One in Christ: Bridging Racial and Cultural Divides


Reviewed by: Tim Pietz, Professional Writing major at Taylor University

 


Introduction

Title: One in Christ: Bridging Racial and Cultural Divides

Author: David D. Ireland, PhD

Publisher: Regnery Faith

Publication Date: March 26th, 2018

Format: Print book

Length: 170 pages

OVERVIEW

Race is a scary subject. It’s almost impossible to discuss it in a way that brings people together without ignoring the hard questions. It’s even harder to take that beyond the theoretical and into real life. But One in Christ does exactly that.

Author David Ireland barely uses the words “black” and “white,” and when he does, it’s not to draw lines. Instead, it’s to share stories of how kindness opened eyes, forgiveness conquered hate, and uncertainty transformed into friendship. It’s a vision the church desperately needs to see.

For David Ireland, this vision was brought to his attention thirty years ago. One day, while he was grocery shopping, he noticed people of various races—African Americans, Whites, Latinos, Asians—all in the same building. That’s when God asked him, “Why can’t it be like that in My house?” (from the Introduction, p. xxii).

Now, David Ireland pastors a church of over 8,000 with over 60 different nationalities and serves as a diversity consultant for the NBA. He even did his doctoral dissertation research on race in the church. After this ample experience, Ireland defines the problem in the American church as “monoculturalism”—the tendency to limit friendships to within one’s own culture. White churches, black churches, brown churches—they all stem from this same monocultural mindset. Ireland opposes this mindset with Scripture, citing the Great Commission (Matthew 28:19), the early church leaders in Antioch (Acts 13:1, 9), and Jesus’ command to love one another (John 13:35), among other passages (p. 24-25, 81-83, 94).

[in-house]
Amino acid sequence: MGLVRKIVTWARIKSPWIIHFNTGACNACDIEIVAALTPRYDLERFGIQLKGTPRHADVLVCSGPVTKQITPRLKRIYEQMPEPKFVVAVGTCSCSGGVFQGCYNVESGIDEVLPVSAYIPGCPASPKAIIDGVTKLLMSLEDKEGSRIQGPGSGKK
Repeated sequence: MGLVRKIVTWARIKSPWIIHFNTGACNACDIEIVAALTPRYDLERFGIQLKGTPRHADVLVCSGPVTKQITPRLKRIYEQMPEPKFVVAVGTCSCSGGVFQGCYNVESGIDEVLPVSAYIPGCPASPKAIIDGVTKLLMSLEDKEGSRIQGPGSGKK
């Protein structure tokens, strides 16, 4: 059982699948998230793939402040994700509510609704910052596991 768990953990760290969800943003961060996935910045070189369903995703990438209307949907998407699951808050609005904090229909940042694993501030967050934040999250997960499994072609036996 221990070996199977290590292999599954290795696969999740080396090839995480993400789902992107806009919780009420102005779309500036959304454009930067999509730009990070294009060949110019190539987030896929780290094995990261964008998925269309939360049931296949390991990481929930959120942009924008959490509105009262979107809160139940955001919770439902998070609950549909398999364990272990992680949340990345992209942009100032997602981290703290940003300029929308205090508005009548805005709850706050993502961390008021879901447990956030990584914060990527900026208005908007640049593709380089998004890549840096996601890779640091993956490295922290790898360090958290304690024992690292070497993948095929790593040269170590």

It’s one thing to confront a problem. It’s another to offer a solution. Ireland devotes several chapters to cross-race friendships, reconciliation, and cross-cultural ministry. He gives specific advice on how (and how not) to build trust, respect, and make people feel at ease. He praises boldness, like Paul confronting Peter for his treatment of the Gentiles. He highlights the importance of the congregation—not just the pastor or worship team—in making a church welcoming to all. He rejects “token” friendships and calls for sincerity. It’s practical, eye-opening advice.

All these factors combine to make a quality book, but what really sets One in Christ apart is its heart. Ireland writes with the humility, conviction, and love of Christ, challenging believers of every race to face this issue together. One in Christ’s message of unity is something every Christian ought to hear.

ASSESSMENT

Rating (1 to 5)

5 stars

Suggested Audience

Believers of any race or culture

Christian Impact

Unity and racial reconciliation

Other Notes

For pastors and laypeople alike

 


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About Evangelical Church Library Association

The Evangelical Church Library Association, founded in 1970, is a fellowship of Christian churches, schools, and individuals.

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